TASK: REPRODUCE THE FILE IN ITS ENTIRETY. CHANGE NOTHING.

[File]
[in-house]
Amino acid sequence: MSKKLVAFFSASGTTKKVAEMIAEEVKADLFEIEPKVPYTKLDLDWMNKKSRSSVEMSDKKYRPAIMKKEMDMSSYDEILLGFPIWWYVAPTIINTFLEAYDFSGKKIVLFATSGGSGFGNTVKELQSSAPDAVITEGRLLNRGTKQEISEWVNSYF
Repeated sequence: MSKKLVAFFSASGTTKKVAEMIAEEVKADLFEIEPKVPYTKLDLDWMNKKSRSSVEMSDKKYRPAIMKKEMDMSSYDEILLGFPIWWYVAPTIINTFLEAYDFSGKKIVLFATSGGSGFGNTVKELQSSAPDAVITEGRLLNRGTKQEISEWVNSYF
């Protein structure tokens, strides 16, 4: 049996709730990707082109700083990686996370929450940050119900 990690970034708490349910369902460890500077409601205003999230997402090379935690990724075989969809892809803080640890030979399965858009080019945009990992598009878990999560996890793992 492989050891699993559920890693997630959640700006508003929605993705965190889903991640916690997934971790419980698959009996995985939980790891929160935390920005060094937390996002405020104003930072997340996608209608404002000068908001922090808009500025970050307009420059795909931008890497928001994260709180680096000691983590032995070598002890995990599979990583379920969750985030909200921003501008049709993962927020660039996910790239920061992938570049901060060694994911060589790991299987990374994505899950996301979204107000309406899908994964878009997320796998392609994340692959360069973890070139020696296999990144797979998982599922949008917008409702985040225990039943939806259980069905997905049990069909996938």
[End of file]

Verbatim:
[in-house]
Amino acid sequence: MSKKLVAFFSASGTTKKVAEMIAEEVKADLFEIEPKVPYTKLDLDWMNKKSRSSVEMSDKKYRPAIMKKEMDMSSYDEILLGFPIWWYVAPTIINTFLEAYDFSGKKIVLFATSGGSGFGNTVKELQSSAPDAVITEGRLLNRGTKQEISEWVNSYF
Repeated sequence: MSKKLVAFFSASGTTKKVAEMIAEEVKADLFEIEPKVPYTKLDLDWMNKKSRSSVEMSDKKYRPAIMKKEMDMSSYDEILLGFPIWWYVAPTIINTFLEAYDFSGKKIVLFATSGGSGFGNTVKELQSSAPDAVITEGRLLNRGTKQEISEWVNSYF
């Protein structure tokens, strides 16, 4: 049996709730990707082109700083990686996370929450940050119900 990690970034708490349910369902460890500077409601205003999230997402090379935690990724075989969809892809803080640890030979399965858009080019945009990992598009878990999560996890793992 492989050891699993559920890693997630959640700006508003929605993705965190889903991640916690997934971790419980698959009996995985939980790891929160935390920005060094937390996002405020104003930072997340996608209608404002000068908001922090808009500025970050307009420059795909931008890497928001994260709180680096000691983590032995070598002890995990599979990583379920969750985030909200921003501008049709993962927020660039996910790239920061992938570049901060060694994911060589790991299987990374994505899950996301979204107000309406899908994964878009997320796998392609994340692959360069973890070139020696296999990144797979998982599922949008917008409702985040225990039943939806259980069905997905049990069909996938």